Obamacare and Your 2014 Taxes: What You Need to Know

January 5, 2015
Obamacare and Your 2014 Taxes: What You Need to Know

It’s only January, but you may already be growing weary of all the tax season talk. Don’t tune out, though - the tax code is more complicated this year than ever, and it’s important to stay informed so you can maximize your tax refund (or minimize your payments) without risking an audit.

The Affordable Care Act, or Obamacare, definitely adds some stress for the average taxpayer. It can be difficult to understand what’s required, what to expect, and what to write off. Health care is now an important tax issue, and a confusing one. Here are a few things you should know about how Obamacare affects your tax filing:

1. Your 2014 income could affect your subsidies.

When you applied for Obamacare, you were required to enter your expected 2014 income. If your actual income was greater than the estimate, any subsidies you received to help you pay for your premiums could decrease - and you may even owe the IRS money.

This is because the subsidies are actually tax credits based on your 2014 income. You may have received your subsidy before you actually knew how much income you would earn during the year - or maybe you received a raise, or a bonus. If you didn’t adjust your information to account for the increase, prepare for the possibility that your health care subsidies - and your tax refund - could be less than you were hoping for.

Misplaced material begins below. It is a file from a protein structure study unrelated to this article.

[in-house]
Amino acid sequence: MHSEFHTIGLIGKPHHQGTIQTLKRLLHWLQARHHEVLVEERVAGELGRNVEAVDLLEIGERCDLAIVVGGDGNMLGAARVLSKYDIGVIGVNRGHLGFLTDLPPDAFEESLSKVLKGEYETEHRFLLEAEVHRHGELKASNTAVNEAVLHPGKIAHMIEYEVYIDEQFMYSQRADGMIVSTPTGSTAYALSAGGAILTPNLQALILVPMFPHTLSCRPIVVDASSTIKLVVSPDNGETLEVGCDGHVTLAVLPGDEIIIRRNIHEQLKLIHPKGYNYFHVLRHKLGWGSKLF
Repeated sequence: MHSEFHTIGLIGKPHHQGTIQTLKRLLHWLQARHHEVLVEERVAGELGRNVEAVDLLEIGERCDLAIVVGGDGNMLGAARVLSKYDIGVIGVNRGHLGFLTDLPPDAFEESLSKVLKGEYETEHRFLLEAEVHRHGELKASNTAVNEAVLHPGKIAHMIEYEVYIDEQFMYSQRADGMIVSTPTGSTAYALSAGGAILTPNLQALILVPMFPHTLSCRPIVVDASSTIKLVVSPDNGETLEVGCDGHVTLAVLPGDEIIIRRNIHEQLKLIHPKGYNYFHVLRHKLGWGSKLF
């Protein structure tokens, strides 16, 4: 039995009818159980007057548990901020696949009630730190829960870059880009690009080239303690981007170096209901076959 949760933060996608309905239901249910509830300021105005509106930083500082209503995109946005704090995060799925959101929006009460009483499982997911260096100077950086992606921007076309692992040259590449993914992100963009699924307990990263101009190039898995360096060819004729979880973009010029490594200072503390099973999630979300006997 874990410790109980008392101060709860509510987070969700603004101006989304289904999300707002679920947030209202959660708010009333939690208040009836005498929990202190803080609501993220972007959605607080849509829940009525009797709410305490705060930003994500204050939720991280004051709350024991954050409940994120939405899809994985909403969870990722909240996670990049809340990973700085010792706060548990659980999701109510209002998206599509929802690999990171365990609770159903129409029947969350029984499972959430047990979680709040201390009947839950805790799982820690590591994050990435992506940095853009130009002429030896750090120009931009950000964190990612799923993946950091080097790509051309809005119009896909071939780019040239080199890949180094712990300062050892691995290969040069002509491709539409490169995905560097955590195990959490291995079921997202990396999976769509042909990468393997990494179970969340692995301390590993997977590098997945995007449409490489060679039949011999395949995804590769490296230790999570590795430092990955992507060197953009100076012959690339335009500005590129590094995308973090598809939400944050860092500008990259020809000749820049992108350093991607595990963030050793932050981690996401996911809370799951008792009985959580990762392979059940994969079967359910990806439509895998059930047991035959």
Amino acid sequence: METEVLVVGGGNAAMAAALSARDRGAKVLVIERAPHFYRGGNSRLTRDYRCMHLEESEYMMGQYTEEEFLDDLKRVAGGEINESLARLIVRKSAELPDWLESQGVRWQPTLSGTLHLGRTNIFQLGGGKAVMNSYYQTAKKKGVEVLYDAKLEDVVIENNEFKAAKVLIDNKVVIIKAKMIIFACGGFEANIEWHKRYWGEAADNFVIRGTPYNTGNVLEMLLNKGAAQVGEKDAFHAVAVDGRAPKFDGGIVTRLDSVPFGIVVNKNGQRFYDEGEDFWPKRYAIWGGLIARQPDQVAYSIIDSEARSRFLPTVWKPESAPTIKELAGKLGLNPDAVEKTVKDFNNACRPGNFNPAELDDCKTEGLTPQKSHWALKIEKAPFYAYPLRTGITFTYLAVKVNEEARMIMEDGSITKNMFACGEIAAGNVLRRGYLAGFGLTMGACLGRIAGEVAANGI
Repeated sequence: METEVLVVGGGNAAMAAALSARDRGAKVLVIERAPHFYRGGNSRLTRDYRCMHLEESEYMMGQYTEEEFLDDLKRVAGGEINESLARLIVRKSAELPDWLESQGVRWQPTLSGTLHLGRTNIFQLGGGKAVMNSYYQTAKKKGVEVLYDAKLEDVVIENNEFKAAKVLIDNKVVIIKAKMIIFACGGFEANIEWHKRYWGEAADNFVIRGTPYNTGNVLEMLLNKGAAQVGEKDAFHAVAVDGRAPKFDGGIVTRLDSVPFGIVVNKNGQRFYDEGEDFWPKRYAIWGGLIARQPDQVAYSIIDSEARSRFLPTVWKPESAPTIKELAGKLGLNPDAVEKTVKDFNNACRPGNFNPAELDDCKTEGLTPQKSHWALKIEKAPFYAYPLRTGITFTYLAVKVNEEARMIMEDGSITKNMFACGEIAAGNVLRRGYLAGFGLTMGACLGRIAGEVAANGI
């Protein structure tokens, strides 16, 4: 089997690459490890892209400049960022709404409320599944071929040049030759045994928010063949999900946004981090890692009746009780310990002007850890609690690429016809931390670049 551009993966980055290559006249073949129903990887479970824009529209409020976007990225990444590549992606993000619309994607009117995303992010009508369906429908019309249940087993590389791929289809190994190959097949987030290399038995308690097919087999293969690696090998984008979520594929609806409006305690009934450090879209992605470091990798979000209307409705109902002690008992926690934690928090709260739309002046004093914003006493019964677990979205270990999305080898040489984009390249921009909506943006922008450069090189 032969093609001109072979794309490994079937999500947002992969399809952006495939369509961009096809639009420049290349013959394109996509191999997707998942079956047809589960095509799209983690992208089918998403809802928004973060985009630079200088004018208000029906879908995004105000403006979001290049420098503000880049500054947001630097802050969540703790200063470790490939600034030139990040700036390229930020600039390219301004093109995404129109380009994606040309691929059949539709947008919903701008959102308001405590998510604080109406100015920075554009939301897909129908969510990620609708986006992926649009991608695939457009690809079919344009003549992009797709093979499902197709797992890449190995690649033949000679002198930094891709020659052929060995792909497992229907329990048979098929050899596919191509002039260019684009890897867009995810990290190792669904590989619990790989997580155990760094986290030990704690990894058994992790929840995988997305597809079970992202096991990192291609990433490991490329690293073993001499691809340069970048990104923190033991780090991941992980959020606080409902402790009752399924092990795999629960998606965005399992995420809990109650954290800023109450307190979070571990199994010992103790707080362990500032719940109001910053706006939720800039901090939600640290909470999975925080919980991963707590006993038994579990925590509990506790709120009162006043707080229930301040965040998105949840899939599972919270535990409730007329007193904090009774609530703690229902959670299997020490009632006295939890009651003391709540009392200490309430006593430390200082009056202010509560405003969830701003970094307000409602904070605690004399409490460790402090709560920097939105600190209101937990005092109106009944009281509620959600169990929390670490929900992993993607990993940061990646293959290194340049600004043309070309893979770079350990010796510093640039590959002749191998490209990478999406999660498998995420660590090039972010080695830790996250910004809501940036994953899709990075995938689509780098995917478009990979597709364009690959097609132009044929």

2. If you were uninsured, you may be fined.

It’s now required by federal law that individuals carry health insurance, unless they are eligible for an exemption. If you are not exempt and did not enroll in a health insurance plan for 2014, you can expect the IRS to hand over a fine. This is called the Individual Shared Responsibility fee.

Studies are showing that many Americans underestimate the amount of the fee that will be imposed, so let’s get the record straight: if you or your family did not maintain coverage throughout 2014 and did not qualify for an exemption, you will be fined $95 per adult and $47.50 per child (limited to $285 per family) or one percent of your income, whichever is greater.

The rollout of the Affordable Care Act is a big adjustment for many taxpayers. If you are having trouble understanding how it affects your tax refund, or want to know what you can do to improve your situation for the coming year, contact us for information and filing assistance.

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Jo Ann Koontz

[email protected] 941-225-2615